Morgan Berry, The Worlds No.1 Pet Bereavement Counsellor’s top 10 animal films.
Morgan Berry, the world’s No.1 pet bereavement counsellor continues his pet bereavement counselling career by reaching out to as many people as possible. The car wash he owns is in trouble. Morgan needs to stop it from going Watership Down. The character creation of comedian, actor and TV host Joe Rowntree (Brainiac: Science Abuse) Morgan helps people cope with their pet loss by performing his very own, self-styled and unique method of pet counselling called: ‘Freedom Heeling’. Joe’s other television appearances have included The Sack Race (BBC 2), The Richard Hammond Show (ITV) and Dave’s One Night Stand (Dave).
1. Who Framed Roger Rabbit.
When I first watched this film it blew my mind and often have lurid and salacious thoughts about Jessica Rabbit whenever I see a woman in a red dress or anything red for that matter. Comic relief is a hard time for me in more ways than one. I just have to see a red nose and thoughts of Jessica come flooding back. Roger had a great anarchic spirit about him and he reminds me of myself when I was 18, getting up to mischief, playing tricks on people and getting framed for things I hadn’t done. He truly embodies the fun and playful nature of all rabbits. I actually introduced The Roger Rabbit dance move into the reggae clubs of Botswana, skipping backwards with my arms performing a flapping gesture as if hooking one’s thumbs on suspenders. It was the best thing Bob Hoskins did, apart from the BT adverts which I was a big fan of. When Bod passed away I switched to Sky.
2. Watership Down
This was an absolute classic and my morning alarm clock is set to the Bright Eyes theme turn sang by the fantastic Art Garfunkel who I happened to meet at Toddington services on the M1. I was at the urinals having a wizzle, looked across and it was him. The film follows the rabbits as they escape the destruction of their warren and seek a place to establish a new home. It’s a bit like what the Russians and Chinese are doing in this country, buying up all the property and pricing the locals out forcing them to move elsewhere.
3. Lion King
I think this is the best film to help one learn how to be a good father. I have picked up so many good parenting tips from Mufasa which I have passed onto my 16 children. When we’re out walking in the woods I often stop, tell my kids to look up at the trees and I say: “Everything you see exists together in a delicate balance. As King, you need to understand that balance, and respect all the creatures from the crawling ant to the leaping antelope.” I replace antelope with rabbit. I have an uncle like Scar who’s always trying to get one over the family. We were at wedding recently and uncle Tobogo was caught trying to steal all the catering cutlery.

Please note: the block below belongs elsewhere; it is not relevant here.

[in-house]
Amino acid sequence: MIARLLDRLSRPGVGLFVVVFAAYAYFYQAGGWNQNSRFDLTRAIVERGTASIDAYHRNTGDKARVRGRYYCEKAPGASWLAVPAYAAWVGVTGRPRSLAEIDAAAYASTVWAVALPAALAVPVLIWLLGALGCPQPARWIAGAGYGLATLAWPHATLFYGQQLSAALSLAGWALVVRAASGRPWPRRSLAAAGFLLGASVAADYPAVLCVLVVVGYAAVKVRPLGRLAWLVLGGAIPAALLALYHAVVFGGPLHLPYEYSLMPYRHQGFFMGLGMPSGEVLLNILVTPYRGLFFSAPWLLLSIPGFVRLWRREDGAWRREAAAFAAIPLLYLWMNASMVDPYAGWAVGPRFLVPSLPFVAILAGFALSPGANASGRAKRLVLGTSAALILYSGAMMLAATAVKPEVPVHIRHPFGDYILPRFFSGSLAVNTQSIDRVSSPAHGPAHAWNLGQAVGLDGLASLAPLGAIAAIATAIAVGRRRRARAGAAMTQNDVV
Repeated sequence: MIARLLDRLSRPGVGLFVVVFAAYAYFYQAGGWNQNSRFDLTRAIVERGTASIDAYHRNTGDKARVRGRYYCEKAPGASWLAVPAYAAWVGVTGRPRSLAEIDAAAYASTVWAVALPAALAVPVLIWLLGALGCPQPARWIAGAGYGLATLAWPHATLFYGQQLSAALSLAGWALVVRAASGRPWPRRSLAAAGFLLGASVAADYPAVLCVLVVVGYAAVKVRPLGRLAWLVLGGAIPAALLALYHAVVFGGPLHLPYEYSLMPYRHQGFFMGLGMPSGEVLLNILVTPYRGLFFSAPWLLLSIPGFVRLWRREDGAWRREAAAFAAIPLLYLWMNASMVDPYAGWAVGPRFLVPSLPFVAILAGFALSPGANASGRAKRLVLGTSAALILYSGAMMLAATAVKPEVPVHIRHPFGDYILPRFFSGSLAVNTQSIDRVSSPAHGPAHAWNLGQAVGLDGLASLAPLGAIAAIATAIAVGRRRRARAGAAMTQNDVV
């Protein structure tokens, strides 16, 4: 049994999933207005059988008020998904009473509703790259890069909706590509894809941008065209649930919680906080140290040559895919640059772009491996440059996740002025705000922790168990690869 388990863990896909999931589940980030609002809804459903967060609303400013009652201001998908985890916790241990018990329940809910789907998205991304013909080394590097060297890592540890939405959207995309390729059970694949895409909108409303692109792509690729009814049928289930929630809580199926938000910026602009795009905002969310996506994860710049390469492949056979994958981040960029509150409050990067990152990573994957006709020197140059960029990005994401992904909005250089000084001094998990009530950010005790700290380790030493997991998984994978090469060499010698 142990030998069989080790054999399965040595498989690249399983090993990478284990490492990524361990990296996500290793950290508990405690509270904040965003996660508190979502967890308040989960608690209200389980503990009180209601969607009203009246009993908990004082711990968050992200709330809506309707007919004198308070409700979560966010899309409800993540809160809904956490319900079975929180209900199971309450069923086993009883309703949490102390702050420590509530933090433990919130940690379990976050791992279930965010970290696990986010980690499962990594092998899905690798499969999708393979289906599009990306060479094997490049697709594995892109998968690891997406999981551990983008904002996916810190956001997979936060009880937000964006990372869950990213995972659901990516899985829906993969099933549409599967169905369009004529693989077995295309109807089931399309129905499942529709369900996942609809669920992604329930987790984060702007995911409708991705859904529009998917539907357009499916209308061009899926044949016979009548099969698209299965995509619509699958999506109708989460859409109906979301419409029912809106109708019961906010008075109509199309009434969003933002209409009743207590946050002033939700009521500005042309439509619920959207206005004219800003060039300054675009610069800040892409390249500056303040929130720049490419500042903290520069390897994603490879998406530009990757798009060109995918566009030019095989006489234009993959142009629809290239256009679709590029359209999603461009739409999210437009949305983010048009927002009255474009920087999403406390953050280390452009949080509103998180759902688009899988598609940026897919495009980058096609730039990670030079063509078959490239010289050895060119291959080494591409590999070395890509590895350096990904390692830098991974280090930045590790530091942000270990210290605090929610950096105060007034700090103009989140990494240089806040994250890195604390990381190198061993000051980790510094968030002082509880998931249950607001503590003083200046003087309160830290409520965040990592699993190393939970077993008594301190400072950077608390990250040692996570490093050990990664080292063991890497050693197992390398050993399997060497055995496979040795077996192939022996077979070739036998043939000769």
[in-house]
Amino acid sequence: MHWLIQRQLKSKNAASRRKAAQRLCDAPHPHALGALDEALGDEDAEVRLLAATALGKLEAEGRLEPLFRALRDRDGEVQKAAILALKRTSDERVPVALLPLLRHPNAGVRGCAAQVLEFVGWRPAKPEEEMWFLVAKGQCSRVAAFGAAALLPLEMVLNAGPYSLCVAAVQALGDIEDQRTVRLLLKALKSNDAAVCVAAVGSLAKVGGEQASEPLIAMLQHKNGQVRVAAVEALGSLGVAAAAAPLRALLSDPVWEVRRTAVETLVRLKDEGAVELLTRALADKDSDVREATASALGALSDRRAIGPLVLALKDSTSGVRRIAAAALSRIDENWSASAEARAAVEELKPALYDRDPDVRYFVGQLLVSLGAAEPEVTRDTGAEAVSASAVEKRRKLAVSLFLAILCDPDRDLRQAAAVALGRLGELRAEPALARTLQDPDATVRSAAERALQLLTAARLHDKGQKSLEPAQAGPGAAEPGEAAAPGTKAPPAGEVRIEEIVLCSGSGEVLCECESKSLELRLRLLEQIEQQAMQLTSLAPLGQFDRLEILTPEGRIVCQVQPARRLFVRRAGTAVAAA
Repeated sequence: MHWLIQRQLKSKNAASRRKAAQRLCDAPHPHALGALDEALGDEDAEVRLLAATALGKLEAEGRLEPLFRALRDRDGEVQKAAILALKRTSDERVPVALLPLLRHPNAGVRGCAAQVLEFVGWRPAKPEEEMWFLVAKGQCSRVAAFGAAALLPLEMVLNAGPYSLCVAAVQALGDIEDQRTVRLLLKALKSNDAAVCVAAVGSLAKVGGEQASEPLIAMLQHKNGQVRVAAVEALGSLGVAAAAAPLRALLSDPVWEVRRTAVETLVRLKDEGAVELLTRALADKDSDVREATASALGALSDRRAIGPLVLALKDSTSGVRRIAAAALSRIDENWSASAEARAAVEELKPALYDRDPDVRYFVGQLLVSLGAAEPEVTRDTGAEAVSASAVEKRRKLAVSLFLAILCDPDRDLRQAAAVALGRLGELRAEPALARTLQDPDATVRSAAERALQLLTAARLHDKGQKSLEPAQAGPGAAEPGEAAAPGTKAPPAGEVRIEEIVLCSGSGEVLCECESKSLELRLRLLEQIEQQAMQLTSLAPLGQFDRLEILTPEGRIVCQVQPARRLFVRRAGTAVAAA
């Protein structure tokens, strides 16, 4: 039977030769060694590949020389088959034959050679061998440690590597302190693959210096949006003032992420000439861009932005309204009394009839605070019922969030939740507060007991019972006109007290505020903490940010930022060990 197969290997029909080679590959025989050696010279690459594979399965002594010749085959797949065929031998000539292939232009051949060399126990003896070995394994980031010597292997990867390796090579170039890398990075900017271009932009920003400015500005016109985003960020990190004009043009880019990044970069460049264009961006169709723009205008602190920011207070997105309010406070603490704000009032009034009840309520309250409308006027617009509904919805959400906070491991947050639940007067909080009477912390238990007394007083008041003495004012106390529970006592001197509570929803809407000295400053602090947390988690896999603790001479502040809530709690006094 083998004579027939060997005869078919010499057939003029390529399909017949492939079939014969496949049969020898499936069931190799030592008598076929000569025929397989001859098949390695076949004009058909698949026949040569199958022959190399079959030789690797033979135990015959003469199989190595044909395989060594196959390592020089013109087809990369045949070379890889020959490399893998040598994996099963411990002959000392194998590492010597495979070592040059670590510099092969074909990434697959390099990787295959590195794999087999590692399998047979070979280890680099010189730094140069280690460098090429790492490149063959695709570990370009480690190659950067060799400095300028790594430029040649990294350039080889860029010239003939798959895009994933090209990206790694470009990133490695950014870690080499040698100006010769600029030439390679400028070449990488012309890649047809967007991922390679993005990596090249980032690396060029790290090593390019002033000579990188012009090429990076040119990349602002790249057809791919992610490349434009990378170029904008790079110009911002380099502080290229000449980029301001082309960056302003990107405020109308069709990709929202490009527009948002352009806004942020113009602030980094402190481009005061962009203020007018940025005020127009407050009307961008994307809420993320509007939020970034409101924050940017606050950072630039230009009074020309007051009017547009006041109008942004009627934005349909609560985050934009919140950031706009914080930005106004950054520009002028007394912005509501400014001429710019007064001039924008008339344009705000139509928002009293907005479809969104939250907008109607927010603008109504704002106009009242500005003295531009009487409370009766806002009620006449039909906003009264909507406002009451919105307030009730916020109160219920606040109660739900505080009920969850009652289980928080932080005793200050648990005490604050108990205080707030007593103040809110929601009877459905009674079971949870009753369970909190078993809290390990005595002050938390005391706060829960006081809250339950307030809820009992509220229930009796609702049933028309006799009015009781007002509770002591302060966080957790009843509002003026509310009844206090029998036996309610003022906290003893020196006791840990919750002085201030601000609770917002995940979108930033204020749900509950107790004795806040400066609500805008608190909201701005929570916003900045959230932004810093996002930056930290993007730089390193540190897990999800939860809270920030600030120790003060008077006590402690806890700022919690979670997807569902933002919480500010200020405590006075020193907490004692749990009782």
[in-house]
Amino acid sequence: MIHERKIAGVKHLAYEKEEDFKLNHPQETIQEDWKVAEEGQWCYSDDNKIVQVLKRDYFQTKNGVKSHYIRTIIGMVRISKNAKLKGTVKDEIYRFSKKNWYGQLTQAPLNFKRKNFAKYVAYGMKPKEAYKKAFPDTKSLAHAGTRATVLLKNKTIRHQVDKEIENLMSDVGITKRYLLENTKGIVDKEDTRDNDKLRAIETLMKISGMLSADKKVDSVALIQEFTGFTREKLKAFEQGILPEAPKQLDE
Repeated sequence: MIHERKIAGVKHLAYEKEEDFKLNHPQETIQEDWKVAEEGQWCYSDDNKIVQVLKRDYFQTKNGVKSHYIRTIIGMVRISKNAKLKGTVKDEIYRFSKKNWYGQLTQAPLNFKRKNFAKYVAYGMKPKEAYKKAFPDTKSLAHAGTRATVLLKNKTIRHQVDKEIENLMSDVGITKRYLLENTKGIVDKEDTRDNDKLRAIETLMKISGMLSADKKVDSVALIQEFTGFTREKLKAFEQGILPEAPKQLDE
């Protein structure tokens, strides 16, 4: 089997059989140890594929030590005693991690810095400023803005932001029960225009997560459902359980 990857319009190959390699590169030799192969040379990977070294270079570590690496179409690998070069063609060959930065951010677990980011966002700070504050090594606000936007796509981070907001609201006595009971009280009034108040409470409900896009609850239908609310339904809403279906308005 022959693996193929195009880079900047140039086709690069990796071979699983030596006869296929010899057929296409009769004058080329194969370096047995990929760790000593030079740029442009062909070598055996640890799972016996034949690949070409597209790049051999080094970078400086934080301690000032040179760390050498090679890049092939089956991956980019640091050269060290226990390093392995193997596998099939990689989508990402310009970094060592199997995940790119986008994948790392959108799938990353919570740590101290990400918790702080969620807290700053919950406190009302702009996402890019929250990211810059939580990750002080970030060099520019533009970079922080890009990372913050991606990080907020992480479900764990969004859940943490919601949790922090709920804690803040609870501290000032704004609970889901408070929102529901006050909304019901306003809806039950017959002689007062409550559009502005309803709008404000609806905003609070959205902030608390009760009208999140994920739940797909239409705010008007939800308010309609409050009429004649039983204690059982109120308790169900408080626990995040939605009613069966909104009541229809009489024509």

4. Ace Ventura Pet Detective
I feel me and Ace have a lot in common. He’s a Pet Detective and I’m a Pet Bereavement Counsellor. I guess he has more strings to his bow than me because Ace will look for any pet that has gone missing but I only counsel people who have lost rabbits. May one day I could move into helping people with other animals or even run a rabbit detective agency on the side.
Now I’m not a big fan of Dogs in general as they are responsible for killing a lot of rabbits but you’ve got to love Lassie. You don’t see her kill one rabbit in any of the films. I feel I have a lot in common with Lassie as last year I rescued two half-brothers who were lost and dying in the snow and I ran 15 miles for help.
6. Dog Soldiers
A classic film that pays homage to The Evil Dead, Zulus and Aliens. The soldiers aren’t technically killing Dogs, they are werewolves and even though wolves look a bit like dogs they split from a common ancestor thousands of years ago. Huskies have more in common, genetically speaking, with Boxer Dogs than with grey wolves. But seeing something that looks like a dog getting sprayed with bullets is always fun.
7. Finding Nemo.
I often put this film on when my wife Jub Jub is feeling low. She lost a leg last year when it got twisted in the roller brushes at the car wash, she tripped on a paving slab and got sucked in. Nemo’s little fin reminds her that it’s ok to be different.
8. Stuart Little.
This film always brings a tear to my eye because it reminds me of how much Stuart and I have in common and the struggle that we both share. Stuart was adopted from an orphanage after his parents died in a supermarket accident. I was left inside a microwave and found on a landfill site by a man in a digger. I was taken to an orphanage and adopted by Botswanan parents who were on a gap year in Barnsley. I don’t even know if my parents are alive but often wonder if they were crushed alive by trolleys.
Tarzan was adopted by the leader of an ape tribe and lived in the jungle. I was saved and kept alive by rabbits after they suckled me inside the microwave. Tarzan can communicate with animals and I can talk rabbit. It sounds a lot like Welsh! I’m a bit like Tarzan because I lived in Botswana for the first 18 years of my life and there’s a lot of jungle there. But I moved back to Barnsley after that so I guess that’s where the similarity ends.
10. The Jungle Book.
I love Rudyard Kipling. I am a big fan of his poetry as well. My favourite poem is ‘IF’. The one line I keep in my heart that has put me in good stead is: “If you can meet with Triumph and Disaster, and treat those two imposters just the same” I’ve got this line tattooed on my right leg. Jub Jub lost the leg with her tattoo on, it was a picture of Rolf Harris’ face so she was actually quite glad to lose it. We’re getting a new one done of Tina Turner’s face on the remaining leg next week!
See Morgan Berry – Watership Down at Banshee Labyrinth during the Edinburgh Festival Fringe from 8th – 30th August. For more information visit www.joerowntree.com.